Auburnjournal.com - Full Article
Some have been involved for more than 20 years
By Amber Marra, Journal Staff Writer
Judy Suter knows that the Tevis Cup isn't just about the horses and riders; it's about the army of volunteers that help make the whole event happen.
Suter is the head volunteer coordinator for the Western States Trail Foundation and oversees the 800 volunteers it takes to make the 100-mile race happen every year.
Of those 800 volunteers there are 40 head volunteers stationed throughout the various checkpoints throughout the race.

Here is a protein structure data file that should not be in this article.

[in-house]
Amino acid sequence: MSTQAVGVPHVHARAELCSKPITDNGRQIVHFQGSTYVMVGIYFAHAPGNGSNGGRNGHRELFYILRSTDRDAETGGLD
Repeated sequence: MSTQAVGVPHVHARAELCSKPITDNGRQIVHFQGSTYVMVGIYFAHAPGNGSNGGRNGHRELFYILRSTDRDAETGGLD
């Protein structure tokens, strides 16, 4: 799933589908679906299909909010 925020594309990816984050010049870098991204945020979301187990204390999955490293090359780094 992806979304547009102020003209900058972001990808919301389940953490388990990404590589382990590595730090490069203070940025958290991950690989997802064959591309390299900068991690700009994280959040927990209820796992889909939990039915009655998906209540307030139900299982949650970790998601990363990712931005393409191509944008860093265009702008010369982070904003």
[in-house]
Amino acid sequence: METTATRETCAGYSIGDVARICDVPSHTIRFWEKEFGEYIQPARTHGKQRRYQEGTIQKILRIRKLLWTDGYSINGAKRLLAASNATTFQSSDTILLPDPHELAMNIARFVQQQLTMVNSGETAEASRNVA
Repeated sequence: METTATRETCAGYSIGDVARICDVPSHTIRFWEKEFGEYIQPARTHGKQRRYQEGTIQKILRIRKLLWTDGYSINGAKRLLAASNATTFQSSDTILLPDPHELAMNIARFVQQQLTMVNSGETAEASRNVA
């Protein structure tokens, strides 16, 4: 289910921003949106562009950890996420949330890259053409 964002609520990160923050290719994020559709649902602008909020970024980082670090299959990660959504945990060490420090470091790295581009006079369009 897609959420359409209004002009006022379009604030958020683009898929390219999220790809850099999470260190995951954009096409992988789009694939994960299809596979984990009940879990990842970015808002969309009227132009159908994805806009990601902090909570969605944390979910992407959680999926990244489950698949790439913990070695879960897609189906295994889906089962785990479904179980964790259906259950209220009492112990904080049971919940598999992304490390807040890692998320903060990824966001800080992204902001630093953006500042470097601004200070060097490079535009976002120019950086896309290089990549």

Horses have to be checked by a veterinarian at each stop to ensure they can continue on. If they can't, the horse and rider are pulled from the race.
Each checkpoint has around 30 volunteers and usually four veterinarians. Some of the busier checkpoints can have up to 70 volunteers, according to Suter.
Volunteers are responsible for giving riders their timecards so they can know when they were in and out of the checkpoint and at some stops giving weary horses and riders food and water.
Suter, who has two Tevis buckles of her own, knows how exhausting the ride can be and how important the stops are.
"I may ride again someday, but I was doing so many endurance rides at one time I ended up deciding to help with the ride instead," Suter said...
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